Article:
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Define a set $A$ to be disconnected iff there exist nonempty relatively open sets $U$ and $W$ in $A$ with $U\cap W = \emptyset$ and $A = U\cup W.$ Define a set $A$ to be connected iff it is not disconnected.(there are many equivalent definitions, but I want to prove this lemma using this one). Prove that if $E$ is connected and $E\subseteq F \subseteq \overline{E},$ then $F$ is connected.

Let $U, W$ be a separation for $F$. Find open sets $O_U$ and $O_W$ so that $U = F \cap O_U$ and $W = F\cap O_W.$ I claim that $E\cap O_U, E\cap O_W$ separate $E$. However, I'm unable to show that $U' = E\cap O_U, W' =E\cap O_W \neq \emptyset$ (I think this should be straightforward, but for some reason, I can't figure this out). Suppose $U' = \emptyset.$ Then $E\cap O_U = \emptyset.$ Since $E \subseteq F = U\cup W = F\cap (O_U \cup O_W)\subseteq O_U\cup O_W,$ we have that $E \subseteq O_W,$ so $E\cap O_W = E\subseteq F\cap O_W = W\subseteq F\subseteq \overline{E}.$ Observe that since $E\cap O_U = \emptyset, F\cap O_U = (F\backslash E)\cap O_U\subseteq F\backslash E.$

Similarly, $W'\neq \emptyset.$ Clearly, $U', W'$ are relatively open in $E$. Suppose $U'\cap W' \neq \emptyset.$ Let $x\in U'\cap W'.$ Then $x\in E\cap O_U\cap O_W \subseteq F\cap O_U\cap O_W = U\cap W = \emptyset,$ a contradiction. So $U'\cap W' = \emptyset.$ Also, $U'\cup W' = (E\cap O_U)\cup (E\cap O_W) = E\cap (O_U \cup O_W)$ and $E\subseteq (O_U \cup O_W),$ so $U'\cup W' = E.$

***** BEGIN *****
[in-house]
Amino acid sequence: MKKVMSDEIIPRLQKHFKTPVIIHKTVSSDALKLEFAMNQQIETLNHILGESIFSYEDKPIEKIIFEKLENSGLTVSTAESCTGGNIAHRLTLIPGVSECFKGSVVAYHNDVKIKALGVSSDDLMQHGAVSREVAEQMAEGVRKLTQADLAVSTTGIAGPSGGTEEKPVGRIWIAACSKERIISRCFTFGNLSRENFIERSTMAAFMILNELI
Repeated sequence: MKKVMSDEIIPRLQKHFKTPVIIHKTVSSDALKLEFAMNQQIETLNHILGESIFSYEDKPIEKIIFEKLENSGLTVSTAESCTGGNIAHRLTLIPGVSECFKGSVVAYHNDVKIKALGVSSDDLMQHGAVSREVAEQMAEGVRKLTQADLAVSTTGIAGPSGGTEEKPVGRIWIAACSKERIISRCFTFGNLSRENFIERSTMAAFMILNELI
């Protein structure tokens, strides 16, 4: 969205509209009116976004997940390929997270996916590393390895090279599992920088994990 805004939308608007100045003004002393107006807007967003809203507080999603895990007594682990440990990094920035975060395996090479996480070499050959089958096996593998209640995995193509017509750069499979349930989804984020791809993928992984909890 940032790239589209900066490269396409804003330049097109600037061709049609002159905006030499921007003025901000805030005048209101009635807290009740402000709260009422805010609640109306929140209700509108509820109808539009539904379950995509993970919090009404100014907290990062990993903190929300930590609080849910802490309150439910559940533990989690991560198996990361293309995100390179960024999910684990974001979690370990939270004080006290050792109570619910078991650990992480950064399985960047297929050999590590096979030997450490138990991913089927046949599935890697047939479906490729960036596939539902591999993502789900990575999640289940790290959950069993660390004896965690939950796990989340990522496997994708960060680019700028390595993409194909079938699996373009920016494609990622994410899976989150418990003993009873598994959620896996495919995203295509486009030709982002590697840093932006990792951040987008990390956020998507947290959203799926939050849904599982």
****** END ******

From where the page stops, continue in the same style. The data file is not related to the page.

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  • $\begingroup$ If you have already proved that connected components are closed, you cam usit to prove your statement, and omit taking open sets. $\endgroup$
    – Dog_69
    Jul 2 '20 at 0:06
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This follows from the following result:

Theorem: If $Y$ is a connected subset of a topological space $X$, then $\overline{Y}$ is connected.

Here is a short proof

Suppose $\overline{Y}$ is the union of two disjoint clopen sets $A$ and $B$ in $\overline{Y}$. Then $A\cap Y$ and $B\cap Y$ are clopen in $Y$. Hence, either $A\cap Y=\emptyset$ or $B\cap Y=\emptyset$. Suppose $Y\cap B=\emptyset$. Then $Y\subset A$ and so, $\overline{Y}=\overline{A}=A$ since $A$ is closed in $\overline{Y}$. Thus, $B=\emptyset$.


In your case, if $E\subset F\subset \overline{E}$ and $E$ is connected, then the closure of $E$ relative to $F$, given by $\overline{E}\cap F=F$, is connected.

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Assume $E \subseteq F \subseteq \overline{E} \subseteq X$ and that we're working in the topology of $E$ relative to $X$. If $F$ is disconnnected, then $\exists U, V \subseteq X$ open (in $X$) such that $F \subseteq U \cup V$ and $U \cap V \cap F = \emptyset$.

But then $U \cap V \cap E = \emptyset$ and $E \subseteq F \subseteq U \cup V$, so $U$ and $V$ are a separation for $E$, which is connected. Thus, without loss of generality, $E \subseteq U$ and $E \cap V = \emptyset$.

But then $E \subseteq X \setminus V$, which is closed (because $V$ is open), and since the closure of $E$ is the intersection of all closed sets containing $E$, that means $\overline{E} \subseteq X \setminus V$, so $\overline{E} \cap V = \emptyset$ and since $F \subseteq \overline{E}$, we also have $F \cap V = \emptyset$ so that $U, V$ do not separate $F$.

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